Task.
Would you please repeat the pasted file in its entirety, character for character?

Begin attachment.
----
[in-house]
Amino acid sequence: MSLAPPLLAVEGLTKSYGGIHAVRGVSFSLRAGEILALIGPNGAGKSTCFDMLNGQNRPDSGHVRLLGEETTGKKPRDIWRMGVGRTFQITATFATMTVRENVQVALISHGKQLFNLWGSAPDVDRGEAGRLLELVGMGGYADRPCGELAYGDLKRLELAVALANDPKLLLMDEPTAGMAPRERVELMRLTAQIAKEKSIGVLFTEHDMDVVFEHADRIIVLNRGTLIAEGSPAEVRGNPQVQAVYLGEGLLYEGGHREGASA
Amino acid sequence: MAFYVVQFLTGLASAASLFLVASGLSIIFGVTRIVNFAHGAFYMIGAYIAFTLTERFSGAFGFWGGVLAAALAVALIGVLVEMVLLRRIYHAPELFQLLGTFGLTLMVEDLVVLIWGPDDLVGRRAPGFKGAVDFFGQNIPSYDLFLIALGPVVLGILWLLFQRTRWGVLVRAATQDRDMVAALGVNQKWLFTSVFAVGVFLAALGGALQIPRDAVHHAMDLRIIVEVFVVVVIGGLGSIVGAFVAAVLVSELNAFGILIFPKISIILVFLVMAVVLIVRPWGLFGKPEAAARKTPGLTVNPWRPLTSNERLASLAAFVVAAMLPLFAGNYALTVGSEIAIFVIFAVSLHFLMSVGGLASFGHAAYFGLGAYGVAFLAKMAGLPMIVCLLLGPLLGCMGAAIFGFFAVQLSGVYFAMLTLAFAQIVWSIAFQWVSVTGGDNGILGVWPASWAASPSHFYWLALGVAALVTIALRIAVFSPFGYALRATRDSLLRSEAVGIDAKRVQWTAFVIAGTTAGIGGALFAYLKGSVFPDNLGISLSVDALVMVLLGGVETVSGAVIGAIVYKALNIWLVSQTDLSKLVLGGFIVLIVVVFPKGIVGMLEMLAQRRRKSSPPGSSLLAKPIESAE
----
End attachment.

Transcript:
[in-house]
Amino acid sequence: MSLAPPLLAVEGLTKSYGGIHAVRGVSFSLRAGEILALIGPNGAGKSTCFDMLNGQNRPDSGHVRLLGEETTGKKPRDIWRMGVGRTFQITATFATMTVRENVQVALISHGKQLFNLWGSAPDVDRGEAGRLLELVGMGGYADRPCGELAYGDLKRLELAVALANDPKLLLMDEPTAGMAPRERVELMRLTAQIAKEKSIGVLFTEHDMDVVFEHADRIIVLNRGTLIAEGSPAEVRGNPQVQAVYLGEGLLYEGGHREGASA
Amino acid sequence: MAFYVVQFLTGLASAASLFLVASGLSIIFGVTRIVNFAHGAFYMIGAYIAFTLTERFSGAFGFWGGVLAAALAVALIGVLVEMVLLRRIYHAPELFQLLGTFGLTLMVEDLVVLIWGPDDLVGRRAPGFKGAVDFFGQNIPSYDLFLIALGPVVLGILWLLFQRTRWGVLVRAATQDRDMVAALGVNQKWLFTSVFAVGVFLAALGGALQIPRDAVHHAMDLRIIVEVFVVVVIGGLGSIVGAFVAAVLVSELNAFGILIFPKISIILVFLVMAVVLIVRPWGLFGKPEAAARKTPGLTVNPWRPLTSNERLASLAAFVVAAMLPLFAGNYALTVGSEIAIFVIFAVSLHFLMSVGGLASFGHAAYFGLGAYGVAFLAKMAGLPMIVCLLLGPLLGCMGAAIFGFFAVQLSGVYFAMLTLAFAQIVWSIAFQWVSVTGGDNGILGVWPASWAASPSHFYWLALGVAALVTIALRIAVFSPFGYALRATRDSLLRSEAVGIDAKRVQWTAFVIAGTTAGIGGALFAYLKGSVFPDNLGISLSVDALVMVLLGGVETVSGAVIGAIVYKALNIWLVSQTDLSKLVLGGFIVLIVVVFPKGIVGMLEMLAQRRRKSSPPGSSLLAKPIESAE